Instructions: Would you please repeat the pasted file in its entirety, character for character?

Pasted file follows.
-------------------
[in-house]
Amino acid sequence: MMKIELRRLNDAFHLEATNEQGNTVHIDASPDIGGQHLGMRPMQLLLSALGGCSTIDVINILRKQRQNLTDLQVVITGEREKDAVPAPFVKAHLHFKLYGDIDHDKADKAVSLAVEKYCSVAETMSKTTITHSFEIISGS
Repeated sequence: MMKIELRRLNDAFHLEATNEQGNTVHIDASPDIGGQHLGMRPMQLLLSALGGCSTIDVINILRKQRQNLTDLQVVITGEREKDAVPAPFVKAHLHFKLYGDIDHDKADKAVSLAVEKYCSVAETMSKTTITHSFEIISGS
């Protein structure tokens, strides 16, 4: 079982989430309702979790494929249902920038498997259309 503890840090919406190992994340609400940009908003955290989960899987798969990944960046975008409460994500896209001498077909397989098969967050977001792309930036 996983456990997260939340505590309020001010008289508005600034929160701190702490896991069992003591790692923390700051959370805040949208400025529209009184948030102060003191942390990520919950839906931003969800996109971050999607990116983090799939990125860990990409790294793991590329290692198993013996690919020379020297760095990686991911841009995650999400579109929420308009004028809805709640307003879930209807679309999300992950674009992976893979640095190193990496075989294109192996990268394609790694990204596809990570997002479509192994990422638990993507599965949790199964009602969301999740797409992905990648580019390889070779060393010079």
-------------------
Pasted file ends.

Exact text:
[in-house]
Amino acid sequence: MMKIELRRLNDAFHLEATNEQGNTVHIDASPDIGGQHLGMRPMQLLLSALGGCSTIDVINILRKQRQNLTDLQVVITGEREKDAVPAPFVKAHLHFKLYGDIDHDKADKAVSLAVEKYCSVAETMSKTTITHSFEIISGS
Repeated sequence: MMKIELRRLNDAFHLEATNEQGNTVHIDASPDIGGQHLGMRPMQLLLSALGGCSTIDVINILRKQRQNLTDLQVVITGEREKDAVPAPFVKAHLHFKLYGDIDHDKADKAVSLAVEKYCSVAETMSKTTITHSFEIISGS
């Protein structure tokens, strides 16, 4: 079982989430309702979790494929249902920038498997259309 503890840090919406190992994340609400940009908003955290989960899987798969990944960046975008409460994500896209001498077909397989098969967050977001792309930036 996983456990997260939340505590309020001010008289508005600034929160701190702490896991069992003591790692923390700051959370805040949208400025529209009184948030102060003191942390990520919950839906931003969800996109971050999607990116983090799939990125860990990409790294793991590329290692198993013996690919020379020297760095990686991911841009995650999400579109929420308009004028809805709640307003879930209807679309999300992950674009992976893979640095190193990496075989294109192996990268394609790694990204596809990570997002479509192994990422638990993507599965949790199964009602969301999740797409992905990648580019390889070779060393010079």